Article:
We also know that the extent of someone’s interpersonal connections has a major influence on longevity – people who are married live longer than singles, as do people who have more rather than fewer friends. Brain imaging demonstrates that sharing with others activates the “reward” areas of the brain, like those areas activated by the satisfaction of hunger. When we confront social rejection, the experience activates the same areas that light up when we are subjected to physical pain. And what is the most severe form of non-physical punishment administered in our society? Solitary confinement.
So there is a strong biological component in our need to connect (a component which, it is important to note, varies widely by individual – extroverts clearly “needing” it more than introverts). But among adults there are also very strong psychological and spiritual components that can buffer the effects of being alone. In that regard, the meaning that we make out of “aloneness” is central to the impact that it has on us. When we decide that being alone means we’re unloved (or, worse, unlovable), we’re inevitably going to be sad puppies. I intentionally used the verb “decide,” because, even though it doesn’t feel like a decision, in that moment we’re making a choice to look at the glass as half empty, and to not take into account all of the people who love us.
Let’s examine the word “alone.” Merriam-Webster lists the first definition as “separated from others; isolated.” That’s the definition that can make us feel bad when we’re by ourselves. But it’s not the only way to think about “alone;” the second definition is a very positive one: “exclusive of anyone or anything else: only” (she alone succeeded). To the degree we focus on definition number one we’re going to feel disconnected. However, focusing on definition number two will allow us to move towards feeling independent. It admittedly takes a lot of practice for us to make a meaning of aloneness that is closer to definition #2 than it is to #1, after all our culture is laden with songs and stories about how incomplete our lives are without others: for my generation the songs “Only the Lonely,” “I’m Mr. Lonely,” and “One” (is the loneliest number…) come to mind; Cher’s “A Song for the Lonely” or “How Soon Is Now” by The Smiths are more contemporary examples.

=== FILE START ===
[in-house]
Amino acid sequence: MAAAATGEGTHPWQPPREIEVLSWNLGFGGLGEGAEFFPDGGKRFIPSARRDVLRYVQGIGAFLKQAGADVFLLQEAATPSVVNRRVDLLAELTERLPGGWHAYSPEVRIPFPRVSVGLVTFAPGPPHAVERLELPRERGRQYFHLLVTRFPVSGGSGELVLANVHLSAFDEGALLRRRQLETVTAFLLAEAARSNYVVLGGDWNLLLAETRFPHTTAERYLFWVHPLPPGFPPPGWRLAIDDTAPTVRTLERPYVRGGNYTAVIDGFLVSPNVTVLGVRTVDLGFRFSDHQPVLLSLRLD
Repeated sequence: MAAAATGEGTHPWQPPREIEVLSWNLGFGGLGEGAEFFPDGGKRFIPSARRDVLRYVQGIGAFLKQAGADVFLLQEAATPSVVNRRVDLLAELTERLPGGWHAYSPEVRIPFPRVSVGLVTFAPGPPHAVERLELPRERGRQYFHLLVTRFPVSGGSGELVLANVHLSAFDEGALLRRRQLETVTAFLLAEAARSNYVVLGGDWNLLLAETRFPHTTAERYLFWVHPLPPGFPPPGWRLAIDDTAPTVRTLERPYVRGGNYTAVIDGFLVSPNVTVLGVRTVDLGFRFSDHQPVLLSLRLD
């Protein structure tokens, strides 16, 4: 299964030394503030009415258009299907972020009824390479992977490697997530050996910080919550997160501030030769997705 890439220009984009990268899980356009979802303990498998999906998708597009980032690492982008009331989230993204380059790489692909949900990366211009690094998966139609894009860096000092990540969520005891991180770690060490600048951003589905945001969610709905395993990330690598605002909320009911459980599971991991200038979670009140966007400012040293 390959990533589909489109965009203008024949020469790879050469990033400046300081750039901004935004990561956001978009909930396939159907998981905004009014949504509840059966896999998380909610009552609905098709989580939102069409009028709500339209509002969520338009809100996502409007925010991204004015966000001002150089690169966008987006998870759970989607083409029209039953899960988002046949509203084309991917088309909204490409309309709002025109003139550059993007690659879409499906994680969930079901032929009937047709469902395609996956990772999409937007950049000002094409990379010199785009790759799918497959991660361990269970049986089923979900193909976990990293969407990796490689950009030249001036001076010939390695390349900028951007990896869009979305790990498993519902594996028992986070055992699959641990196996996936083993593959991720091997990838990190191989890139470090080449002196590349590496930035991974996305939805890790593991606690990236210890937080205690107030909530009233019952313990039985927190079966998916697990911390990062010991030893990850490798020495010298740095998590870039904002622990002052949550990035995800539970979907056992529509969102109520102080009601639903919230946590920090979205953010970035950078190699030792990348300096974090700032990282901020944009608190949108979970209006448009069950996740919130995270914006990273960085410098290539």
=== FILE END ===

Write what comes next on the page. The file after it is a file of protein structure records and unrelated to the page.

Next time you’re alone and start to feel unloved, toy with shifting the meaning you’re giving to aloneness. Try to think about the accomplishments you’ve achieved, or strengths you’ve exhibited, all by yourself. Avoid the temptation to compare yourself with others who may appear richly connected with others – we can never know about the mindset below the surface (Princess Diana comes to mind).
That’s a glimpse into my take on the psychology that relates to feeling lonely. What about the spiritual dimension? Belief in God, or a Higher Power, can be a tremendous source of comfort when loneliness begins to creep in. Even greater comfort can come from the schools of spirituality that stress the interconnectedness of all things.
By all means if your life doesn’t have the kind of interpersonal connections you would like, work on creating them. Too many people complain about their loneliness but aren’t taking the steps they could to start to change their situation. Just this past week a client of mine was complaining that, although she’s joined a church social group, when they she attends no one talks to her. I suggested that she initiate conversations rather than waiting for someone else to approach her.
If you’re in a marriage or another significant relationship you may still frequently feel alone; in that case counseling is definitely in order. But also know that you may not have to depend solely on connection with others to make you feel less lonely; your mind and your soul can help.